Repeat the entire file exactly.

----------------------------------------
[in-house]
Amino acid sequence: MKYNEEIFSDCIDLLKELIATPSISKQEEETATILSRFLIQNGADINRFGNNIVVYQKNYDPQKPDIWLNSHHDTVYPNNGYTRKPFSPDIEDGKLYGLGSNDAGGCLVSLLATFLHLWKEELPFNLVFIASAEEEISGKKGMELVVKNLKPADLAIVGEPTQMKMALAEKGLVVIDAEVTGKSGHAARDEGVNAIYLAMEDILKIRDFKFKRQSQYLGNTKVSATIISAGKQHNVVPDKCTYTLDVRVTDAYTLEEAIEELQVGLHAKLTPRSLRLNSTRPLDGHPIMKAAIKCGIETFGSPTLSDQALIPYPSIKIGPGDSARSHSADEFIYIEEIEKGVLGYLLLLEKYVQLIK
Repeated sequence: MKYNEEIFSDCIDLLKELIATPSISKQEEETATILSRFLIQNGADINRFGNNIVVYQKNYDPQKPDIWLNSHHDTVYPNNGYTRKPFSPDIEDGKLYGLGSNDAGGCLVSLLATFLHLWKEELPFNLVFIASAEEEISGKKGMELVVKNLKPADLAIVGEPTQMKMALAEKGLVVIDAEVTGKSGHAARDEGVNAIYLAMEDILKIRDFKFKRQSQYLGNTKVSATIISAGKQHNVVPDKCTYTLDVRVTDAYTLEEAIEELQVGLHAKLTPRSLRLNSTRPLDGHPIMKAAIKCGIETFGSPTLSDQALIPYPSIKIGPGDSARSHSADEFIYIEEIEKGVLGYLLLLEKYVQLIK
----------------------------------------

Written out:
[in-house]
Amino acid sequence: MKYNEEIFSDCIDLLKELIATPSISKQEEETATILSRFLIQNGADINRFGNNIVVYQKNYDPQKPDIWLNSHHDTVYPNNGYTRKPFSPDIEDGKLYGLGSNDAGGCLVSLLATFLHLWKEELPFNLVFIASAEEEISGKKGMELVVKNLKPADLAIVGEPTQMKMALAEKGLVVIDAEVTGKSGHAARDEGVNAIYLAMEDILKIRDFKFKRQSQYLGNTKVSATIISAGKQHNVVPDKCTYTLDVRVTDAYTLEEAIEELQVGLHAKLTPRSLRLNSTRPLDGHPIMKAAIKCGIETFGSPTLSDQALIPYPSIKIGPGDSARSHSADEFIYIEEIEKGVLGYLLLLEKYVQLIK
Repeated sequence: MKYNEEIFSDCIDLLKELIATPSISKQEEETATILSRFLIQNGADINRFGNNIVVYQKNYDPQKPDIWLNSHHDTVYPNNGYTRKPFSPDIEDGKLYGLGSNDAGGCLVSLLATFLHLWKEELPFNLVFIASAEEEISGKKGMELVVKNLKPADLAIVGEPTQMKMALAEKGLVVIDAEVTGKSGHAARDEGVNAIYLAMEDILKIRDFKFKRQSQYLGNTKVSATIISAGKQHNVVPDKCTYTLDVRVTDAYTLEEAIEELQVGLHAKLTPRSLRLNSTRPLDGHPIMKAAIKCGIETFGSPTLSDQALIPYPSIKIGPGDSARSHSADEFIYIEEIEKGVLGYLLLLEKYVQLIK